Digital payment platforms

Digital payment platforms
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Digital payment platforms
SectorMost major industry classification systems use sources of revenue as their basis for classifying companies into specific sectors, subsectors and industries. In order to group like companies based on their sustainability-related risks and opportunities, SASB created the Sustainable Industry Classification System® (SICS®) and the classification of sectors, subsectors and industries in the SDG Investor Platform is based on SICS.
Services
Consumer Services
Business Model Description

Provide digital payment services especially for healthcare and transport service providers.

Expected Impact

Improve financial inclusion across the country as well as drive financial literacy and economic growth.

Indicative ReturnDescribes the rate of growth an investment is expected to generate within the IOA. The indicative return is identified for the IOA by establishing its Internal Rate of Return (IRR), Return of Investment (ROI) or Gross Profit Margin (GPM).
10% - 15% (in IRR)
Investment TimeframeDescribes the time period in which the IOA will pay-back the invested resources. The estimate is based on asset expected lifetime as the IOA will start generating accumulated positive cash-flows.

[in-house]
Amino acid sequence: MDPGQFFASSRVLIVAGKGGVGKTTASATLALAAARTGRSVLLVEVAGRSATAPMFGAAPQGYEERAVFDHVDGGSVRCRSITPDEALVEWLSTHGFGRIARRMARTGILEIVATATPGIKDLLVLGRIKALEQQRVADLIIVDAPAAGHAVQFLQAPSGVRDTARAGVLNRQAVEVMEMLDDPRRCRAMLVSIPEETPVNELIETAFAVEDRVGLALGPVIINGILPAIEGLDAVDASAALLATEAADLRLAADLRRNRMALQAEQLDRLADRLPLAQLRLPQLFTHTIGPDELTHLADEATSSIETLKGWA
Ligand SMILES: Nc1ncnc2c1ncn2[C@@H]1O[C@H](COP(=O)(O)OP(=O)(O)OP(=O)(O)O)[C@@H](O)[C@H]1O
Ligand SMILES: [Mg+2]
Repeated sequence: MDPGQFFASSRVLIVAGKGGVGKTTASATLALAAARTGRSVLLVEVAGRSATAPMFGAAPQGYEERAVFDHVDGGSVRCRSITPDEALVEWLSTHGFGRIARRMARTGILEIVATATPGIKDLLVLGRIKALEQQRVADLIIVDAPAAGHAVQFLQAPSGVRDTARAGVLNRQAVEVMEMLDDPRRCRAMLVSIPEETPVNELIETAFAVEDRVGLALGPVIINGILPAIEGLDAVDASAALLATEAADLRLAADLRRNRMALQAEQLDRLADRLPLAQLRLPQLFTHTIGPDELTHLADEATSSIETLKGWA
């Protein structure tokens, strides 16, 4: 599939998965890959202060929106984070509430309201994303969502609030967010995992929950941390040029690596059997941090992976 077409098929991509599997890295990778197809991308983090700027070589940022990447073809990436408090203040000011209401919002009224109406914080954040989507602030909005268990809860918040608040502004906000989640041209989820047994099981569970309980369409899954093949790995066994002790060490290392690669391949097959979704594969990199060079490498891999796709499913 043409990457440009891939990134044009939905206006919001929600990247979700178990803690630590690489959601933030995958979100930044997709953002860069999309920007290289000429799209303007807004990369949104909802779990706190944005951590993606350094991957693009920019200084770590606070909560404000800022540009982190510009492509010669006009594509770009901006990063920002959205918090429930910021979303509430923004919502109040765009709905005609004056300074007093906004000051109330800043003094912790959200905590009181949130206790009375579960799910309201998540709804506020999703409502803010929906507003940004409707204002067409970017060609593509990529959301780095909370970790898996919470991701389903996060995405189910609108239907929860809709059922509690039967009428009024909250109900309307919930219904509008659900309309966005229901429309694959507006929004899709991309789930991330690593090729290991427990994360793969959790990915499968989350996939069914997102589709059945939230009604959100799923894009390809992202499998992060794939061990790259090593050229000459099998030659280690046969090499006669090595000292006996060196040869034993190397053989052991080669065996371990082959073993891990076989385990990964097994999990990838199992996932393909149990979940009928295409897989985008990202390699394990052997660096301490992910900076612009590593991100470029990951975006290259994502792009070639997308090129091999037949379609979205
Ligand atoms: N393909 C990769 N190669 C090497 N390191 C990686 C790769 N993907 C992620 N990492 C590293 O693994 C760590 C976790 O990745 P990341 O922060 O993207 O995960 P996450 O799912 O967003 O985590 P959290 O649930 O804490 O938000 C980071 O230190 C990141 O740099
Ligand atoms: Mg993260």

Short Term (0–5 years)
Market SizeDescribes the value of potential addressable market of the IOA. The market size is identified for the IOA by establishing the value in USD, identifying the Compound Annual Growth Rate (CAGR) or providing a numeric unit critical to the IOA.
USD 100 million - USD 1 billion
Average Ticket Size (USD)Describes the USD amount for a typical investment required in the IOA.
USD 1 million - USD 10 million
Direct ImpactDescribes the primary SDG(s) the IOA addresses.
Decent Work and Economic Growth (SDG 8)
Indirect ImpactDescribes the secondary SDG(s) the IOA addresses.
Reduced Inequalities (SDG 10) Sustainable Cities and Communities (SDG 11)
Country
Regions
  • Nigeria: Countrywide
SectorMost major industry classification systems use sources of revenue as their basis for classifying companies into specific sectors, subsectors and industries. In order to group like companies based on their sustainability-related risks and opportunities, SASB created the Sustainable Industry Classification System® (SICS®) and the classification of sectors, subsectors and industries in the SDG Investor Platform is based on SICS.
Services
SV